Voluntary OASI/IV

Swiss nationals who do not live in an EU/EFTA member state may join the voluntary OASI/IV scheme if they had compulsory insurance cover for at least five consecutive years immediately prior to their departure. Enrolment in the Swiss voluntary OASI/IV system does not exempt you from enrolling in a compulsory insurance system in your country of residence or employment. Employed persons contribute 10.1% of their salary to the pension fund. The minimum annual contribution is CHF 950. The voluntary OASI/IV system offers protection against the risks of old age, disability and death, in particular to persons who are not gainfully employed and who in many cases are not entitled to join a foreign social security scheme.

Special provisions for people employed by a Swiss company

Special provisions apply to persons who live abroad and are employed and on the payroll of an employer based in Switzerland and to their accompanying spouses abroad provided they are not gainfully employed. For further information, please contact your OASI office.

OASI pensioners (1st pillar) and pension fund beneficiaries (2nd pillar)

Make sure that pension payments from your old-age and survivors' insurance (OASI), your pension fund or other insurance policies you have taken out are being properly transferred to you. Whenever you change your address, you must inform the OASI compensation office, your pension fund and insurance provider. The Swiss Compensation Office (SCO) sends all persons who are receiving benefits a certificate of life and marital status form each year. To ensure uninterrupted payment of your pension, please return the form to the SCO within 90 days, duly endorsed by your local authority, or any other officially recognised administration.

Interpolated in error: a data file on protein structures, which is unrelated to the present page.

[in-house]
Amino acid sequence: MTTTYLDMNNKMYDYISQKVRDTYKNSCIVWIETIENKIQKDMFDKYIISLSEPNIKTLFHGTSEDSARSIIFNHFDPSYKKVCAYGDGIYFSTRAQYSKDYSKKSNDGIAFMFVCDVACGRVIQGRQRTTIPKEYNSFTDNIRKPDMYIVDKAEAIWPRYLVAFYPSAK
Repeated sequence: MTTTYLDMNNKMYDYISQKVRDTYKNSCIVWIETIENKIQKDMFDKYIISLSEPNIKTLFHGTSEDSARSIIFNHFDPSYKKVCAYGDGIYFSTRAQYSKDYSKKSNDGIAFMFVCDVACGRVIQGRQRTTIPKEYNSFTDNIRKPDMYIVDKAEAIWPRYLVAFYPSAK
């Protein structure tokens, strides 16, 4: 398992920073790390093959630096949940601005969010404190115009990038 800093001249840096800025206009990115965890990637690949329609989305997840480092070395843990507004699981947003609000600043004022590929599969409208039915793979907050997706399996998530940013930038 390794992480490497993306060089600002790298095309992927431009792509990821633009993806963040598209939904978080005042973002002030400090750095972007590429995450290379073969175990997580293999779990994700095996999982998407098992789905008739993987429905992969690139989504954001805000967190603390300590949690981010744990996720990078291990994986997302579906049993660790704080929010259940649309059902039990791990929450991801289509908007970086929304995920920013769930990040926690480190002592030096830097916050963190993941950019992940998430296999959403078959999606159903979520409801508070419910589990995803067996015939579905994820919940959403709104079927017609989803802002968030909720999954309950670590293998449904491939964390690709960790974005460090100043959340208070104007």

Taxation of pension fund income

Switzerland imposes a withholding tax on pension fund income if the beneficiary resides abroad. Double taxation agreements sometimes allow the withholding tax to be waived or to be reclaimed by the pension recipient in their country of residence.

Social assistance for Swiss citizens abroad

In certain circumstances, the FDFA's Social Assistance Service for the Swiss Abroad (SAS) provides social assistance to Swiss nationals living abroad who have run into financial difficulty. If you find yourself in financial distress, you must first make every effort to manage with your own resources. If you really cannot manage on your own, you should try to get financial help from your family or from friends or acquaintances. You should also find out what social assistance or other support you can receive from the authorities in your country of residence. Support from the SAS should be a measure of last resort.


Innovation and Partnerships

Consular Directorate CD
Effingerstrasse 27
3003 Bern


Helpline +41 800 24-7-365 / +41 58 465 33 33

Start of page